‘rota! area Year. of Land
and Water.








c Clover and
~ Grasses nuder
- rotation.











































































13,789 11,263














13,268 10,993






1 "Isle of Man," p. 306.

2 Trans. Geol. Soc., vol. ii., p~ 55,

3 "Western Isles," vol. ii., p. 519.

2 From the annual Parliamentary Blue books: "Agricultural Returns." In the Return for 1899, the quantity of "Mountain and Heath land used for grazing" (not included in the Table) is given as 23,110 acres, and "Woods and Plantations "as 826 acres.

1 Berger quotes (op. cit., p. 32) the following figures from J. C. Curwen’s "Report of the Agricultural Society in the Isle of Man" (Workington, 1810)


100,400 of mountain.
69,045 for grazing.
30,158 in oats.
15,079 under barley.
14,761 under green crops, 710 of which may be considered as potatoes.
9,047 in wheat.
7,~70 in roads, rivers, houses.

Total 245,760 acres."

But as this total greatly exceeds the actual acreage of the Island, the table is not of much use for comparison.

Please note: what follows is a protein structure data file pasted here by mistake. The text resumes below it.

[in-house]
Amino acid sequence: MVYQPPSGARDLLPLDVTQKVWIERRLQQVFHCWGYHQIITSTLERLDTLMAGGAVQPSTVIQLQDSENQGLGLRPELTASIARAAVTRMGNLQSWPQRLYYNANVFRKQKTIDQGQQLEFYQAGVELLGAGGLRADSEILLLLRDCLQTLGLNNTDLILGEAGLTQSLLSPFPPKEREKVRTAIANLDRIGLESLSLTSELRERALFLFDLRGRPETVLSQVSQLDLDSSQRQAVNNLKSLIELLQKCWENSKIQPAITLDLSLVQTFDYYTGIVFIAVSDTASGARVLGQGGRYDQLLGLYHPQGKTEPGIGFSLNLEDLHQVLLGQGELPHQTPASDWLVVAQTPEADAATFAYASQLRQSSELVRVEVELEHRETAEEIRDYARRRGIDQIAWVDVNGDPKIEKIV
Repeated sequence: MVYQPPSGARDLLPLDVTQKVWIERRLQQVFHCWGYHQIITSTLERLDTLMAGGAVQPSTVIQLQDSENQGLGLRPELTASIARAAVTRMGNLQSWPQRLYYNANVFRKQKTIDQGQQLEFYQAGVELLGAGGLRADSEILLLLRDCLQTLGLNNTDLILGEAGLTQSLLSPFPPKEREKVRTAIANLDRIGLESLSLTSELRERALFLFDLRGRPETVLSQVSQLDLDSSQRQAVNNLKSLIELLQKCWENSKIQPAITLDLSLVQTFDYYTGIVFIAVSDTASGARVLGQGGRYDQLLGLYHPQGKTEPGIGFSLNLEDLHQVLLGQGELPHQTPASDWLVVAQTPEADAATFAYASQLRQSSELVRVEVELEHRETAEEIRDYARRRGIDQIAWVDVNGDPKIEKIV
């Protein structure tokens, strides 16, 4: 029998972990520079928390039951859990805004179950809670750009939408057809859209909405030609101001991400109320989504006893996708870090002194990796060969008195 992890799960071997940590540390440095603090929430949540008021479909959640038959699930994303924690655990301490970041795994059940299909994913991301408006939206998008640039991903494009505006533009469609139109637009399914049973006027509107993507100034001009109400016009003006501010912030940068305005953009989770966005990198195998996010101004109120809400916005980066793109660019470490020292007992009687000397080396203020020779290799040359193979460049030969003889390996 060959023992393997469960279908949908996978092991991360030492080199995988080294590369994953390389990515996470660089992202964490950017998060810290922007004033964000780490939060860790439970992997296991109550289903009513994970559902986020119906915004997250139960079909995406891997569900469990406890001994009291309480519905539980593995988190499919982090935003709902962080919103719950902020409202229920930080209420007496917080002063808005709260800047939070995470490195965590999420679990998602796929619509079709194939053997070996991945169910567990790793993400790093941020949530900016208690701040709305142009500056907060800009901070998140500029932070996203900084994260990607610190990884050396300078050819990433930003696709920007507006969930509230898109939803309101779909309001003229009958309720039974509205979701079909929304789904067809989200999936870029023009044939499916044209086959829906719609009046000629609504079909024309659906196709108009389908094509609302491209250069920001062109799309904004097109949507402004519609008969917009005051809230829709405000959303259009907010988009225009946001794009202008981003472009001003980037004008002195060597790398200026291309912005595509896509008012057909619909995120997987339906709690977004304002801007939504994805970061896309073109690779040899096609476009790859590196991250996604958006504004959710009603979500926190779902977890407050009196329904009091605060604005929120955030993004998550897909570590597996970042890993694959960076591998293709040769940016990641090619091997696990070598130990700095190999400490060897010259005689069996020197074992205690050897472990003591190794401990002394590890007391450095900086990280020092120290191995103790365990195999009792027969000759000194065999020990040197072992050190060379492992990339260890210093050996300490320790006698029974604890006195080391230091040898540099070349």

Water Supply.

The water supply of the Island is practically all obtained from the surface-streams or from shallow wells, there being no available deep source. The slate-rocks are waterless, except for a slight percolation along the lodes (see description of mines, pp. ~32-3, etc.) and along joints near the surface in the quartz-veined grits; consequently there are scarcely any true rock-springs, though water oozes out abundantly from the base of the rubbly local drift and shaken rock on the hill-slopes and in the valleys. The Carboniferous Limestone of the south is too thinly bedded and intercalated with shale to afford a good supply, and few wells have been sunk in it (pp. 207, 471); some deep quarries in this rock W. of Ballasalla are unwatered by wind and steam power, the discharge being of good quality, and estimated to average about twenty-six million gallons per annum2